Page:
Crims use hacked email to steal house

Crims use hacked email to steal house

Summary: An international cybercrime investigation is underway into a sophisticated scam network that left a Western Australian man half a million dollars out of pocket when criminals sold his Perth investment property using stolen credentials.

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TOPICS: Security
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An international cybercrime investigation is underway into a sophisticated scam network that left a Western Australian man half a million dollars out of pocket when criminals sold his Perth investment property using stolen credentials.

WA Police car

(WA Police image by Nachoman-au, CC BY-SA 3.0)

The man, Roger Mildenhall, had been overseas for more than a year when his neighbour informed him that a house of his had been put on the market and was in the process of being sold. Mildenhall then found out that another property of his had already been sold in June.

Mildenhall rushed home and action was taken to stop him losing a second property. The crimes were reported to the police last Friday.

The thieves, believed to be Nigerian, had enough information on Mildenhall to satisfy regulatory requirements.

State, federal and overseas police agencies will investigate the complex scam, which is considered the first of its kind in Australia. It is alleged scammers had stolen Mildenhall's email account and personal and property documents to sell the houses and funnel cash into Chinese bank accounts.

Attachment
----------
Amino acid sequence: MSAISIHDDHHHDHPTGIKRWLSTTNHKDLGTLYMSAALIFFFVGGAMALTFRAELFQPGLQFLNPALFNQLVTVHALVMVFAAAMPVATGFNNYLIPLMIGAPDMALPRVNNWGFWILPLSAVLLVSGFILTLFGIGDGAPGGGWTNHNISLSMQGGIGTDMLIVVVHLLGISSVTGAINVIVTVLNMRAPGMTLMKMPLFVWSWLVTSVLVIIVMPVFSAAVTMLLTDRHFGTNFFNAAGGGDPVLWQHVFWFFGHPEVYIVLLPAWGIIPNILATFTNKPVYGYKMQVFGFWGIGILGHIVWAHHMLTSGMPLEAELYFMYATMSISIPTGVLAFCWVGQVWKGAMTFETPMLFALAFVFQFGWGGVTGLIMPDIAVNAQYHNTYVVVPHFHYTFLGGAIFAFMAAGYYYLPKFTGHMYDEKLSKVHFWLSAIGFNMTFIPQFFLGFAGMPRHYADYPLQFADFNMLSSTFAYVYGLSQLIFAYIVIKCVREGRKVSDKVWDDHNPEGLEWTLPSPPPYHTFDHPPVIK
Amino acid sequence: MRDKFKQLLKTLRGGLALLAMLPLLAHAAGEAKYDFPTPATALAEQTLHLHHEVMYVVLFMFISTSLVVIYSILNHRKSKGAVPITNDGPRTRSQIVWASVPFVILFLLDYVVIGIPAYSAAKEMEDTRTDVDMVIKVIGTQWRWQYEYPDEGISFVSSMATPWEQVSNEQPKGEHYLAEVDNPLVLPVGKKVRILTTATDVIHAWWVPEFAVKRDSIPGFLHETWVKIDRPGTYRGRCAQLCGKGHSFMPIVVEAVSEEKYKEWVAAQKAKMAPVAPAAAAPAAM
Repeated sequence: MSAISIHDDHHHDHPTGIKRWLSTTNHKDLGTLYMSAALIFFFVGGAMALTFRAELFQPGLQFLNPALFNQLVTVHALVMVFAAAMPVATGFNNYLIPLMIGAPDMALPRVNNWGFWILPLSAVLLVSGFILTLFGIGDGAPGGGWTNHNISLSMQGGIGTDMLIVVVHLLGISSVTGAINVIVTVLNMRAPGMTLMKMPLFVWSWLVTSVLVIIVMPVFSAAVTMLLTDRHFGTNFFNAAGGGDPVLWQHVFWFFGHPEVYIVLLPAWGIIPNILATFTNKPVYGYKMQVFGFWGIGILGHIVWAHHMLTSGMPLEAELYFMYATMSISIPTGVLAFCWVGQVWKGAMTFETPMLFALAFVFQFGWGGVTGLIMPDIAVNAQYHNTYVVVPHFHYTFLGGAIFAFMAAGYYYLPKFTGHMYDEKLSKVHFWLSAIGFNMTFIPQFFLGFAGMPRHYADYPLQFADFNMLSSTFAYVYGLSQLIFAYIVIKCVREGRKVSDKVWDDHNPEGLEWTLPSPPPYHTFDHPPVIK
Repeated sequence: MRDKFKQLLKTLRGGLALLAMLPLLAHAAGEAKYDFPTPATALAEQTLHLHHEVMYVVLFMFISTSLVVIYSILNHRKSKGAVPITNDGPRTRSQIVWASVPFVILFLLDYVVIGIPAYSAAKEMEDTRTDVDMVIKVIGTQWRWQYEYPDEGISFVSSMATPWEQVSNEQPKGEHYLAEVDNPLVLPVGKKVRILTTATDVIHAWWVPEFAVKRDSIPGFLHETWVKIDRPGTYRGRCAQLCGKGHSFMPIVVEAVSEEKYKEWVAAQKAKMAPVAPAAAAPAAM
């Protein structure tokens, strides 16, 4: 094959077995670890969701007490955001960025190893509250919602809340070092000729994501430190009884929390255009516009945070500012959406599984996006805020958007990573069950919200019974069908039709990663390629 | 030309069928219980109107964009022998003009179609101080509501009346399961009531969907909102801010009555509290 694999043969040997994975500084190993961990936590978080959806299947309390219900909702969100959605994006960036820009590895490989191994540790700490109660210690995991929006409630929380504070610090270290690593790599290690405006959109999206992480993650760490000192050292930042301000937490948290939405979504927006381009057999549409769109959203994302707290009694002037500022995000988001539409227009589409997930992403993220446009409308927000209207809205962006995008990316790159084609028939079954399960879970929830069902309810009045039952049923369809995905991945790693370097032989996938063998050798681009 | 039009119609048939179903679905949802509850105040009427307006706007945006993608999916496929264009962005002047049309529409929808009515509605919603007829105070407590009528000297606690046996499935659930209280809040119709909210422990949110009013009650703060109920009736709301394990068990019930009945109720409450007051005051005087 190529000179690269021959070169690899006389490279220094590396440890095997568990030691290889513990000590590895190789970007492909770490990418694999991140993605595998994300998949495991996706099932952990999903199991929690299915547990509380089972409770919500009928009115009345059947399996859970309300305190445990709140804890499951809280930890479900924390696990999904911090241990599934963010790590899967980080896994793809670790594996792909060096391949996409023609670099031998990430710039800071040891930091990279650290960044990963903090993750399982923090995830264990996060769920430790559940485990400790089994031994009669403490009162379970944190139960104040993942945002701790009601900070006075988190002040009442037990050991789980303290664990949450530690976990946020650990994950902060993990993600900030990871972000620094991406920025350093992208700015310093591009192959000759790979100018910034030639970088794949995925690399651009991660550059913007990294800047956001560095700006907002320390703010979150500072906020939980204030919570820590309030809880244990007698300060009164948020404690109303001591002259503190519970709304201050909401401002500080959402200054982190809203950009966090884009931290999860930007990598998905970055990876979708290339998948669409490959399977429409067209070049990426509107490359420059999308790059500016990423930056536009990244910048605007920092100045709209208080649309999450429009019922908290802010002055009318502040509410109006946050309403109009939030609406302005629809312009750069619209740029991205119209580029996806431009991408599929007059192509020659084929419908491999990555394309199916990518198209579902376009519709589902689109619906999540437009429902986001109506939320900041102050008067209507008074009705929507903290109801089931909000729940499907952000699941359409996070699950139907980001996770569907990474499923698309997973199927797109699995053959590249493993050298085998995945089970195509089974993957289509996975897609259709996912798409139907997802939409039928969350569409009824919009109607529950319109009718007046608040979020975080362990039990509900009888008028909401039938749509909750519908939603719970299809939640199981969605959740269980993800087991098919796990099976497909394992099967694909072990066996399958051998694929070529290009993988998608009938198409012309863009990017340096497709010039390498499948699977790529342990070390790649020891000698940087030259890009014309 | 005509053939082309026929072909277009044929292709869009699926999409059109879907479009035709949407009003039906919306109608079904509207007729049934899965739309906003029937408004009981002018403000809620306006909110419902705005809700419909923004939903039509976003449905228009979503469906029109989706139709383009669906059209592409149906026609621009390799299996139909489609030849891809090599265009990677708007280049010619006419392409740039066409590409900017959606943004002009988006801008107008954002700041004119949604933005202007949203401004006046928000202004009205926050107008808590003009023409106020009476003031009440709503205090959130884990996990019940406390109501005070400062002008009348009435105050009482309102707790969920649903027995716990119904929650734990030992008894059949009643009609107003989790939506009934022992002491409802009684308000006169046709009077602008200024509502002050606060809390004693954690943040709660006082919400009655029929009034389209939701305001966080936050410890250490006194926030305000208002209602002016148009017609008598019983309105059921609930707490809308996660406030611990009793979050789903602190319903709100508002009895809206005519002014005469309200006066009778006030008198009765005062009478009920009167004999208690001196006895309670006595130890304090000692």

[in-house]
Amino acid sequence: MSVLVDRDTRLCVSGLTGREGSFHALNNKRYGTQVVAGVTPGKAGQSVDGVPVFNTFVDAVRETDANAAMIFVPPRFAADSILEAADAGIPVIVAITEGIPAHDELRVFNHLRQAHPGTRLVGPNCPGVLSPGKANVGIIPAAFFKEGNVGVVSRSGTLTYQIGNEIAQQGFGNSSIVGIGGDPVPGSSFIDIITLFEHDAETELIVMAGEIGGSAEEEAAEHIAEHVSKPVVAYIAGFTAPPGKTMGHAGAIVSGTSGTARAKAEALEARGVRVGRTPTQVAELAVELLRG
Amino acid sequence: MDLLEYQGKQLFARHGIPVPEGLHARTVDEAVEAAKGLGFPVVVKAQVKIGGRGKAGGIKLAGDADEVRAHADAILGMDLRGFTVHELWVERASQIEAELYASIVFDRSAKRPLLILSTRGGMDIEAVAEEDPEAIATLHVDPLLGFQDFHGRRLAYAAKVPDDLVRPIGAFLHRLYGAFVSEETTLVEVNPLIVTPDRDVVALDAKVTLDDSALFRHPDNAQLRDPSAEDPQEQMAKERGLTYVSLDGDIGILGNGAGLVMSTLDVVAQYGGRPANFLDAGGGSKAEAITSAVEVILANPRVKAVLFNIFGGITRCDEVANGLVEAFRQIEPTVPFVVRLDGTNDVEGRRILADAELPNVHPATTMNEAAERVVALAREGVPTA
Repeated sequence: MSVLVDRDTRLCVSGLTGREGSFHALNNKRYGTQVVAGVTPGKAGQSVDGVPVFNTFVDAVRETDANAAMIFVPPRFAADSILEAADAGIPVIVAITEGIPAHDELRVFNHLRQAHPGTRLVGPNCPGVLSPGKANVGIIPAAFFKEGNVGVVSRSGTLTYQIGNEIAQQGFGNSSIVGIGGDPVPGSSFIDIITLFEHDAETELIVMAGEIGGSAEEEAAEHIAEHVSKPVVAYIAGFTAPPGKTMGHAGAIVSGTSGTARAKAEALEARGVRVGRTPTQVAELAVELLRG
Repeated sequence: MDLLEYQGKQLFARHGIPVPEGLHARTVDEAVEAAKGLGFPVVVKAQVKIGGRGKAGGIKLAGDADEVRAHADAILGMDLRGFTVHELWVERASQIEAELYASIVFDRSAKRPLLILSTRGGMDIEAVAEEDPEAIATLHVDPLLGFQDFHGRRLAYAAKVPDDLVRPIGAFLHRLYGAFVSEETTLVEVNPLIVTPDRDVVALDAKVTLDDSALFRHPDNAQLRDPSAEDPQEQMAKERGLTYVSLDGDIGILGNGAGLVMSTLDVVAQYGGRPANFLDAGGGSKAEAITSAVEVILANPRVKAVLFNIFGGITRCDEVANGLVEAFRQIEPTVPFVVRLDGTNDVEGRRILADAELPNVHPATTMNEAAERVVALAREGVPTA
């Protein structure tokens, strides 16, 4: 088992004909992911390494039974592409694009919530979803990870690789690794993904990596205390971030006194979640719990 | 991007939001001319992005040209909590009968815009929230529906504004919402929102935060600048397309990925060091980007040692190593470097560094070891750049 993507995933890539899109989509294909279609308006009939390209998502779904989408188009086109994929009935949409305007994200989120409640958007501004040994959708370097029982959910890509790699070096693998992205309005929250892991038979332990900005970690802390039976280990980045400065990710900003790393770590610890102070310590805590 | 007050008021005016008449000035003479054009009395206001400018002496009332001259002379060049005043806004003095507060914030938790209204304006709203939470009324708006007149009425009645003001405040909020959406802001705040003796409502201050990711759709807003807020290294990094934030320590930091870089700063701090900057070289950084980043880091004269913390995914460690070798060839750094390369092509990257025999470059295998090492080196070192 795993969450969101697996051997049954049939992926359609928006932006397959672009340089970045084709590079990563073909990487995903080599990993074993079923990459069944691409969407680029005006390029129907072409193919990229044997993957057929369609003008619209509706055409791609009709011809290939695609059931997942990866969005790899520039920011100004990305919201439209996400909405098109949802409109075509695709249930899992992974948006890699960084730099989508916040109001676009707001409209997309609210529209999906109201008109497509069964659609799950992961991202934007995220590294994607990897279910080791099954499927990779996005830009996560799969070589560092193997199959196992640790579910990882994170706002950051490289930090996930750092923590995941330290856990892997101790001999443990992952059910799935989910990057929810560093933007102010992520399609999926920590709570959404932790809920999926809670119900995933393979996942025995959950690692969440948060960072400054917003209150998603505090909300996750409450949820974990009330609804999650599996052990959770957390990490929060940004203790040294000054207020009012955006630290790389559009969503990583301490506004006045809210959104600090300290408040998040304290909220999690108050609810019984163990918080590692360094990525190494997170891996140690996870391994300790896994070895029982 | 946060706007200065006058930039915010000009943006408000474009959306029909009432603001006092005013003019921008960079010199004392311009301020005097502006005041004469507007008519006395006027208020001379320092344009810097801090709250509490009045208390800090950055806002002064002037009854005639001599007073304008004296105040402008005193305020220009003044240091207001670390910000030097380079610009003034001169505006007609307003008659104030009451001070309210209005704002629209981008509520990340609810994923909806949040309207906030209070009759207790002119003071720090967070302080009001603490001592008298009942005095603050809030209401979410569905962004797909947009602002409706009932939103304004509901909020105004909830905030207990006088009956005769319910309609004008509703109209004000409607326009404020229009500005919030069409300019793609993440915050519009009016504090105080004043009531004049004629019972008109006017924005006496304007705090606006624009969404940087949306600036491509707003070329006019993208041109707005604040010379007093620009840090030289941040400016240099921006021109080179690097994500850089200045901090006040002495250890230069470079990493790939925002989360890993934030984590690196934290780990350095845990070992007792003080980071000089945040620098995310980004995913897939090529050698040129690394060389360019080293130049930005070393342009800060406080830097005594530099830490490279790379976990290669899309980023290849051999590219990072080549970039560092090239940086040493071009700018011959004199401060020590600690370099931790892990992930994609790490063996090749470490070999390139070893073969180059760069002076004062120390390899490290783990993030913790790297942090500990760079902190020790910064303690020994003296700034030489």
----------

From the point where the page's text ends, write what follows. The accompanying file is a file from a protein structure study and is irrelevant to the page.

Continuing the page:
Police will only confirm that the scam had occurred, but the office of the Consumer Protection Commissioner said that the hacked email account was previously used by the owner to communicate with the property manager who was also the property selling agent.

Real Estate Institute of Western Australia (REIWA) spokesperson Brian Greig said that the transactions were made via email, telephone and fax, without "interpersonal connections" with the legitimate owner.

"Agents report an increasing trend that more and more transactions are done without face-to-face interaction, particularly with overseas and interstate buyers," Greig said.

"Until Friday, there were enough checks and balances to mitigate fraud.

"It is clear it was a sophisticated outfit that scammed the owner, the real estate agent, the settlement agent, the banks, and more importantly and critically, the Department of Land Administration (DOLA)."